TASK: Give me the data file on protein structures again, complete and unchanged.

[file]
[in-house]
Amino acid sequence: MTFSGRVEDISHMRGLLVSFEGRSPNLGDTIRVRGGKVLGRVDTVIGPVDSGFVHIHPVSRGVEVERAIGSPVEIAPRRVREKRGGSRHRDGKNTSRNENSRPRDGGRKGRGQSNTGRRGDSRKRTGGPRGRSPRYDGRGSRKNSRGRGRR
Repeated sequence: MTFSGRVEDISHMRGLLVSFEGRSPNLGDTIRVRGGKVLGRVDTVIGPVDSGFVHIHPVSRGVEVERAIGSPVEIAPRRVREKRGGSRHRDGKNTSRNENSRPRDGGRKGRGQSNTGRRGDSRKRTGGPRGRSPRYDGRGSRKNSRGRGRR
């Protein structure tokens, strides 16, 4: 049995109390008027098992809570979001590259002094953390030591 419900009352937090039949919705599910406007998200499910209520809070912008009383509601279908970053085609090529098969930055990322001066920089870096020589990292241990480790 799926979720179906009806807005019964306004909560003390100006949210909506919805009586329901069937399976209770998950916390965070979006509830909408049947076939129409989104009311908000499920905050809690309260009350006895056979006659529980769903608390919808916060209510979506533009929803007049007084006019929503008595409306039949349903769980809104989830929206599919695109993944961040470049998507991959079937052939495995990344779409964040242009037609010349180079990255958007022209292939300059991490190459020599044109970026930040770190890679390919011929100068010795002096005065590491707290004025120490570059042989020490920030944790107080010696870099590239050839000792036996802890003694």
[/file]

[in-house]
Amino acid sequence: MTFSGRVEDISHMRGLLVSFEGRSPNLGDTIRVRGGKVLGRVDTVIGPVDSGFVHIHPVSRGVEVERAIGSPVEIAPRRVREKRGGSRHRDGKNTSRNENSRPRDGGRKGRGQSNTGRRGDSRKRTGGPRGRSPRYDGRGSRKNSRGRGRR
Repeated sequence: MTFSGRVEDISHMRGLLVSFEGRSPNLGDTIRVRGGKVLGRVDTVIGPVDSGFVHIHPVSRGVEVERAIGSPVEIAPRRVREKRGGSRHRDGKNTSRNENSRPRDGGRKGRGQSNTGRRGDSRKRTGGPRGRSPRYDGRGSRKNSRGRGRR
């Protein structure tokens, strides 16, 4: 049995109390008027098992809570979001590259002094953390030591 419900009352937090039949919705599910406007998200499910209520809070912008009383509601279908970053085609090529098969930055990322001066920089870096020589990292241990480790 799926979720179906009806807005019964306004909560003390100006949210909506919805009586329901069937399976209770998950916390965070979006509830909408049947076939129409989104009311908000499920905050809690309260009350006895056979006659529980769903608390919808916060209510979506533009929803007049007084006019929503008595409306039949349903769980809104989830929206599919695109993944961040470049998507991959079937052939495995990344779409964040242009037609010349180079990255958007022209292939300059991490190459020599044109970026930040770190890679390919011929100068010795002096005065590491707290004025120490570059042989020490920030944790107080010696870099590239050839000792036996802890003694």